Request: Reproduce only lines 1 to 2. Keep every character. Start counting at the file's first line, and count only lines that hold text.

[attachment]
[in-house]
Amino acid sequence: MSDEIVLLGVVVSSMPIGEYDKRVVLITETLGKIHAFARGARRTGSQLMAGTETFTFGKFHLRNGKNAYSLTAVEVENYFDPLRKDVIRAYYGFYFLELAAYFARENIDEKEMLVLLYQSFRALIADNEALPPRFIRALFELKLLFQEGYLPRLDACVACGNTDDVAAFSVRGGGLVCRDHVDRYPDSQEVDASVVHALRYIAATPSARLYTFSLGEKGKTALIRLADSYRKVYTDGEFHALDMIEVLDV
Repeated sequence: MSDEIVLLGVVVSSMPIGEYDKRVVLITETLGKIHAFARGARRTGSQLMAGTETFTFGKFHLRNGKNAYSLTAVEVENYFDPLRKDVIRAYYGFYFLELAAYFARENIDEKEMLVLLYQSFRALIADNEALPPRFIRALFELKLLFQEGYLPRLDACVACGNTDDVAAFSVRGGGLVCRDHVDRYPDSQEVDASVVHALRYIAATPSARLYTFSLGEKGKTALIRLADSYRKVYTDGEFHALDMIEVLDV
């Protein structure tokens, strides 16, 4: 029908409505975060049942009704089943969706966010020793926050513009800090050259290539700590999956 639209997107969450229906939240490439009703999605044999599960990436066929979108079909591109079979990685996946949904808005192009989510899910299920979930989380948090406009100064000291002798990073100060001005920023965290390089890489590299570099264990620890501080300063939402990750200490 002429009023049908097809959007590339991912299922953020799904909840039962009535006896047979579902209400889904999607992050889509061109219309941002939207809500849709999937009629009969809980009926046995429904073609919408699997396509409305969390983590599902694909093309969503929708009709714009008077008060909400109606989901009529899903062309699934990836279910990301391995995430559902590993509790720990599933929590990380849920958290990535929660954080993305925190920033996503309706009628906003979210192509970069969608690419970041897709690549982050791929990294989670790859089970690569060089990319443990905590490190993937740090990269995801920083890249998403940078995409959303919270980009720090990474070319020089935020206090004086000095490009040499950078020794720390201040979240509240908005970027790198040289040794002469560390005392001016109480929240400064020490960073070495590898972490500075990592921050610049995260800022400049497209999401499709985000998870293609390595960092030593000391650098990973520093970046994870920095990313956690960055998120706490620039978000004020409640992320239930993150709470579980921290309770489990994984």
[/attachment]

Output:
[in-house]
Amino acid sequence: MSDEIVLLGVVVSSMPIGEYDKRVVLITETLGKIHAFARGARRTGSQLMAGTETFTFGKFHLRNGKNAYSLTAVEVENYFDPLRKDVIRAYYGFYFLELAAYFARENIDEKEMLVLLYQSFRALIADNEALPPRFIRALFELKLLFQEGYLPRLDACVACGNTDDVAAFSVRGGGLVCRDHVDRYPDSQEVDASVVHALRYIAATPSARLYTFSLGEKGKTALIRLADSYRKVYTDGEFHALDMIEVLDV